Monday, May 3, 2010

Jews for Sarah Founder in the NY Sun

Benyamin Korn of Jews for Sarah has an opinion piece in the NY Sun.

"What Does Sarah Palin Read Her Daughter from the Bible?" -

When Governor Sarah Palin spoke to 16,000 Christian evangelical women in Louisville, Kentucky on April 16, guess which book she mentioned as the one she reads to her daughter at bedtime?

Try the biblical Book of Esther.

That’s right — Sarah Palin, mocked and pilloried by Jewish liberals as a danger to world Jewry because of her Christian beliefs, reads to her 8 year-old from a book that most Jews should probably spend a little more time with.

Governor Palin’s Kentucky speech, to a group known as the Women of Joy, is being claimed by her critics as proof that she is too Christian. But a careful look at the speech reveals, in fact, how close to Judaism and the Jewish people she is.

To judge by some accounts in the major news media, it sounds like she made a Bible-thumpin’, foot-stompin’ appeal to the unwashed fundamentalist masses.

The Washington Post’s online religion commentator, David Waters, wrote a post called “Palin’s Christian Nation,” which began, “In a speech last week, Sarah Palin promoted belief in God as a form of patriotism [and] dismissed notions that ‘America isn’t a Christian nation’...”

And on ABC World News, anchor Diane Sawyer declared: “Tonight, a question about religion and America, occasioned by comments by Sarah Palin that are getting a lot of attention. And here is the question: Should America be defined as a Christian nation?”

Ironically, the columnist “Angry Mouse" quoted Governor Palin more accurately than did the Post or ABC News.

She cited several examples of recent overreaching by those who want America to be more secular. She mentioned a Wisconsin judge’s assertion that National Prayer Day is unconstitutional, and she referred to President Obama’s statement that America is not a Christian nation.

Here’s the key sentence: “And then, you know, hearing any leader declare that America isn’t a Christian nation, and poking an ally like Israel in the eye, it’s mind-boggling to see some of our nation’s actions [in] recent days, but politics is truly a topic for another day.”

What? Poking Israel in the eye? What’s that doing in the middle of that remark? And how was it omitted from the Washington Post account?

The Israel remark is there because to Sarah Palin, the well being of Israel and the Jewish people is an integral part of her worldview. Israel is not just another cold run-of-the-mill foreign policy matter, like trade with Mexico or aid to Sri Lanka. What happens to Israel matters to her as a Christian. Threats to America’s moral fiber and threats to Israel’s national security are all part of the same challenge that she wants Americans to address.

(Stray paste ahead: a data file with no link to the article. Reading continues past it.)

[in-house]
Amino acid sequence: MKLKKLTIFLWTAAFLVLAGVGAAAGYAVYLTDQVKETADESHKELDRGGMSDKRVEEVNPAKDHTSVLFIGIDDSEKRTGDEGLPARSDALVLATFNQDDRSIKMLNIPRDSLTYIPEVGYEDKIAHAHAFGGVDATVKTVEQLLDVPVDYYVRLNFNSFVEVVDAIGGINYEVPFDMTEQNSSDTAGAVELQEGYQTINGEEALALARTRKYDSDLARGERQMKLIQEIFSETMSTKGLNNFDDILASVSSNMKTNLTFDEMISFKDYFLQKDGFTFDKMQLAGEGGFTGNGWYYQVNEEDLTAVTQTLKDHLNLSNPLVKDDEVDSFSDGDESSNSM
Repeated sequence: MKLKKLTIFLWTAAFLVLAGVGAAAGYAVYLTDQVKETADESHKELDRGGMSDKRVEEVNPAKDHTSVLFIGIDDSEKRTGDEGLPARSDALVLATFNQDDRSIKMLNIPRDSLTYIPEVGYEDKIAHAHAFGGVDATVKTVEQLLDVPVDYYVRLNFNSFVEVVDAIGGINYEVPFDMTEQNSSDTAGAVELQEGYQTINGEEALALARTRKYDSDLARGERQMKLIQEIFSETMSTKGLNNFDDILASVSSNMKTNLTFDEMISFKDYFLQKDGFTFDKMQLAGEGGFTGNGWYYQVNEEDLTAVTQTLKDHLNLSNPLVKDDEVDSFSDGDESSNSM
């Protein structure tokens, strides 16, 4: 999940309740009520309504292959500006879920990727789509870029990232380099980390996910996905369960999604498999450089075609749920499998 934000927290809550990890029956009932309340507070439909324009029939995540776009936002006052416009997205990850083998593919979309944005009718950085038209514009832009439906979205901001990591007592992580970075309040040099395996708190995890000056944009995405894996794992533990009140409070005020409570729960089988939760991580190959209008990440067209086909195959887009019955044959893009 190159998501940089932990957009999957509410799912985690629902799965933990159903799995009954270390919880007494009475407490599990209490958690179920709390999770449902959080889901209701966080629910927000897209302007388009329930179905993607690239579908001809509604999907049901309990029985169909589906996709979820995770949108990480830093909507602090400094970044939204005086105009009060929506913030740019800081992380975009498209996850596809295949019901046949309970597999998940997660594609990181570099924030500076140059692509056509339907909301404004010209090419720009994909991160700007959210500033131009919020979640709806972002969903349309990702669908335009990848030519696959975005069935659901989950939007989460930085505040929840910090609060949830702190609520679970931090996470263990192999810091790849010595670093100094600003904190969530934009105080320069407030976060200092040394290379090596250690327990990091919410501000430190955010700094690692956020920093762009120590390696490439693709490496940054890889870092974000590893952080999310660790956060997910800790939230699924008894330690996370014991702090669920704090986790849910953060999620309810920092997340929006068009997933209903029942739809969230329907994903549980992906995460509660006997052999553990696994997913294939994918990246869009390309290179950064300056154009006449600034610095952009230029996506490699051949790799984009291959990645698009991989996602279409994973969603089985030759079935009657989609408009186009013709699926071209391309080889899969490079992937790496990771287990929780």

Governor Palin takes her Bible seriously. Not in the sense of someone who wants to impose her beliefs on anyone else, but simply as someone who believes that both the Hebrew Bible an the New Testament provide moral guideposts for our lives. She reads the Book of Esther to Piper because she wants her daughters to emulate Jewish history’s most famous heroine.

In her speech to the Women of Joy, Palin included a few quotes from the New Testament. But Jewish scripture figured much more prominently. She quoted twice from Psalms, as well from Proverbs and Malachi. She spoke to Piper about how Esther, an orphan, overcame steep odds and difficulties in order to save the Jewish people. And she took issue with President Obama’s policy of “poking our ally Israel in the eye.”

Fear-mongers with political agendas want to drive a wedge between Governor Palin and American Jewry. Sometimes they do it with quotations that leave out key sentences. Sometimes they do it with distorted depictions of her religious beliefs.

Jews have nothing to fear from Sarah’s Palin religion. But we have plenty to fear from those political leaders who not only have no interest in Esther or Proverbs, or Sarah, but who think that poking Israel in the eye makes for good foreign policy.

Mr. Korn, formerly executive editor of the Jewish Exponent at Philadelphia, is director of Jewish Americans for Sarah Palin, and editor of

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